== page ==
If I buy one black chemo hat that will work with everything – right? It is understandable to think that black goes with everything, but treatment can change your skin tone. You can look paler and more tired – black only tends to accentuate these characteristics.
Tip no. 3 – Think about deep jewel colours for your hats – they add colour to your skin tone and even on a ‘tired’ day help you to look well. You are going to need more than 1 hat over what could be a 6 month period of hair loss. They won’t get particularly dirty – they may collect a little make-up / perspiration but they will need a freshen up and a re-shape. If at all possible buy 2-3 and ring the changes – your hats will last longer with a rest.
So all hats are the same I just need to pick one up and I’m good to go. Another key difference with hats for hair loss wear is that they need to be cut and made deeper at the back of the head. Sounds obvious I know (!) I know but not all hats cover the back of your head. Winter knit hats will but you may not wish to wear wool knit (or synthetic knit) next to a bare scalp and they’ll be too warm.
Tip no.4 – Look at fuller styles like Baker Boy cap, bucket hats, beanies in lighter fabrics, berets – any style that is made fuller so that when you pull it down on to your head it doesn’t ruin the overall shape of the hat and you get enough coverage. Cloches are another good style that sit deep on the head.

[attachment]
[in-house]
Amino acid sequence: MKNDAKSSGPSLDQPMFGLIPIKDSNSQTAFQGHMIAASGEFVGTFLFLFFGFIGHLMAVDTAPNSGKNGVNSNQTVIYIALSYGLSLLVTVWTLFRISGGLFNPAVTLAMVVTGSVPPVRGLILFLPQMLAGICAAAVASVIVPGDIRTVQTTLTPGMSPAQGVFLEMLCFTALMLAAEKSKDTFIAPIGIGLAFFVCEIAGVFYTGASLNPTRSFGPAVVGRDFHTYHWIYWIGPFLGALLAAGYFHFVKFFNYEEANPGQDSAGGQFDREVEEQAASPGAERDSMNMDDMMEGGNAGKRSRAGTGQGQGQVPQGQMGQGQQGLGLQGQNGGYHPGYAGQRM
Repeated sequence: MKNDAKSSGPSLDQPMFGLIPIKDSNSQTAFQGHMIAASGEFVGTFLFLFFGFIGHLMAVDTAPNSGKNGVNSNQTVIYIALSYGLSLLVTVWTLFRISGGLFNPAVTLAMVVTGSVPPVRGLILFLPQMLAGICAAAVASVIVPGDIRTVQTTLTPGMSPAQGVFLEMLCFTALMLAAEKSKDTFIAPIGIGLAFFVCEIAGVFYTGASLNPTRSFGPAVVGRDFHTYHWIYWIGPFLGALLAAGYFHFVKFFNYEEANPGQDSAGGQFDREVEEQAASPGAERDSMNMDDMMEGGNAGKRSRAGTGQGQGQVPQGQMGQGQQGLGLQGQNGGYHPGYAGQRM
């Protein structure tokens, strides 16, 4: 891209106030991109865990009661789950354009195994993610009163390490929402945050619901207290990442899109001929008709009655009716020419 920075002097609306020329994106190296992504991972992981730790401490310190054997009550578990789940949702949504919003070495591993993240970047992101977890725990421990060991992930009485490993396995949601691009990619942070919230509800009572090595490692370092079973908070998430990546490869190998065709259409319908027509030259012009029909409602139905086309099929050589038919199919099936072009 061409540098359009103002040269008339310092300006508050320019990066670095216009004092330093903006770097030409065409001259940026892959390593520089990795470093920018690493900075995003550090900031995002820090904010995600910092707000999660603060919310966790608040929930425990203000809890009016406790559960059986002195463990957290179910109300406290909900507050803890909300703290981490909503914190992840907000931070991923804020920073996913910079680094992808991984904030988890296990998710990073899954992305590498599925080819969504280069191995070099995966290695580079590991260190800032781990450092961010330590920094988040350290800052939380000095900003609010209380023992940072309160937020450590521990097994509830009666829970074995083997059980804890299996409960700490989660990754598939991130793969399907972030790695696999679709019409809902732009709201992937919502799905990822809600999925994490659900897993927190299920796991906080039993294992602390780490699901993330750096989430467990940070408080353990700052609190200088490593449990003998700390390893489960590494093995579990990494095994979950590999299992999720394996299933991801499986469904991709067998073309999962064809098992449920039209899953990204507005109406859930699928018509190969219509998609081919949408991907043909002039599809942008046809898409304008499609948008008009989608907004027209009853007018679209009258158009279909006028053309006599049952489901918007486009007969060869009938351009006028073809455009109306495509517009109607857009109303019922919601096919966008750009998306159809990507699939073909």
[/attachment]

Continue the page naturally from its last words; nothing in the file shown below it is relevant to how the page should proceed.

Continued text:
Many women (not all) tell us that at the point of total hair loss (sometime around chemo treatment no. 2) the hair follicle is super sensitive and a wig/ headwear can be a real struggle. This seems to last for a week or so and then settle down. We would strongly recommend you plan ahead and have a soft beanie ready for this time. This way you have something to put on and you can wait till this phase passes. You can of course plan ahead – cut your hair shorter, purchase your wig whilst your own hair colour is there for reference, purchase hats for those times you don’t wish to wear a wig. This is all very much down to personal preference and how you wish to manage your hair loss.
We’re here on the end of the phone if you need style help and advice, or indeed if you’re local enough to come and try them on at the studio. Hair loss is one of the hardest knocks of cancer treatment, but there are now plenty of solutions available – realistic textured wigs and stylish headwear. You can take control of your hair loss, reclaim your confidence and feel gorgeous again.
Breast cancer changed my life in the most positive way!
I was diagnosed aged 35 with no family history of cancer of any kind. It was an instant steep learning curve but one I embraced from the start. I had always been very sporty, ate well and lived very healthy or so I thought at the time. I had always been into health and healing through non conventional ways so it was a hard decision deciding to do Chemo, getting my eggs frozen and doing Radiotherapy. I decision I would no longer personally have taken.